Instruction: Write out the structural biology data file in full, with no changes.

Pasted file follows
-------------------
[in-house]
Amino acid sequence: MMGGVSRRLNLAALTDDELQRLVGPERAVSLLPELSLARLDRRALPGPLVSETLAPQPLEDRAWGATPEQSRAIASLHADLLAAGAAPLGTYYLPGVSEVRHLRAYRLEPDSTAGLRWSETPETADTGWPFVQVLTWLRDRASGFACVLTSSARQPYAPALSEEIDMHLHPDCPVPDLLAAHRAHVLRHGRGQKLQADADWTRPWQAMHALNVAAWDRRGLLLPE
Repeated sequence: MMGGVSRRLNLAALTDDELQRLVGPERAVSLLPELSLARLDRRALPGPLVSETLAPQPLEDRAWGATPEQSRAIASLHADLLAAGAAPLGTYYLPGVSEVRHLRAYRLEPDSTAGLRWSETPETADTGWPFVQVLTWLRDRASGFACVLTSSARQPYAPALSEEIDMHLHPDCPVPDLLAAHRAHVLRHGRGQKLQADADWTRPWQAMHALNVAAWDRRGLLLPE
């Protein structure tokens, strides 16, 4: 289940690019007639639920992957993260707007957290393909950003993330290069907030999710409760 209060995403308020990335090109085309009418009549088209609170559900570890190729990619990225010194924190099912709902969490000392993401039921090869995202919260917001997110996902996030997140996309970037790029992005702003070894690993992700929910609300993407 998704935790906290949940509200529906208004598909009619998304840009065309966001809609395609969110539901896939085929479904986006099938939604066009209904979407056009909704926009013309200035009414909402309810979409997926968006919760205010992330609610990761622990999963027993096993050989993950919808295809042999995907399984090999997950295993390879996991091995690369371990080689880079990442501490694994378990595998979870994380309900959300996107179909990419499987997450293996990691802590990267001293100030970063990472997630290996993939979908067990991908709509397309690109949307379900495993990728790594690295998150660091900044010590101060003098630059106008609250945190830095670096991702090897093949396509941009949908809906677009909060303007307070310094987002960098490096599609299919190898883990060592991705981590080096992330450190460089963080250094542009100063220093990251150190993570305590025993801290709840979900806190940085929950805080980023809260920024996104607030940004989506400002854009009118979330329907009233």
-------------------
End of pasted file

[in-house]
Amino acid sequence: MMGGVSRRLNLAALTDDELQRLVGPERAVSLLPELSLARLDRRALPGPLVSETLAPQPLEDRAWGATPEQSRAIASLHADLLAAGAAPLGTYYLPGVSEVRHLRAYRLEPDSTAGLRWSETPETADTGWPFVQVLTWLRDRASGFACVLTSSARQPYAPALSEEIDMHLHPDCPVPDLLAAHRAHVLRHGRGQKLQADADWTRPWQAMHALNVAAWDRRGLLLPE
Repeated sequence: MMGGVSRRLNLAALTDDELQRLVGPERAVSLLPELSLARLDRRALPGPLVSETLAPQPLEDRAWGATPEQSRAIASLHADLLAAGAAPLGTYYLPGVSEVRHLRAYRLEPDSTAGLRWSETPETADTGWPFVQVLTWLRDRASGFACVLTSSARQPYAPALSEEIDMHLHPDCPVPDLLAAHRAHVLRHGRGQKLQADADWTRPWQAMHALNVAAWDRRGLLLPE
């Protein structure tokens, strides 16, 4: 289940690019007639639920992957993260707007957290393909950003993330290069907030999710409760 209060995403308020990335090109085309009418009549088209609170559900570890190729990619990225010194924190099912709902969490000392993401039921090869995202919260917001997110996902996030997140996309970037790029992005702003070894690993992700929910609300993407 998704935790906290949940509200529906208004598909009619998304840009065309966001809609395609969110539901896939085929479904986006099938939604066009209904979407056009909704926009013309200035009414909402309810979409997926968006919760205010992330609610990761622990999963027993096993050989993950919808295809042999995907399984090999997950295993390879996991091995690369371990080689880079990442501490694994378990595998979870994380309900959300996107179909990419499987997450293996990691802590990267001293100030970063990472997630290996993939979908067990991908709509397309690109949307379900495993990728790594690295998150660091900044010590101060003098630059106008609250945190830095670096991702090897093949396509941009949908809906677009909060303007307070310094987002960098490096599609299919190898883990060592991705981590080096992330450190460089963080250094542009100063220093990251150190993570305590025993801290709840979900806190940085929950805080980023809260920024996104607030940004989506400002854009009118979330329907009233």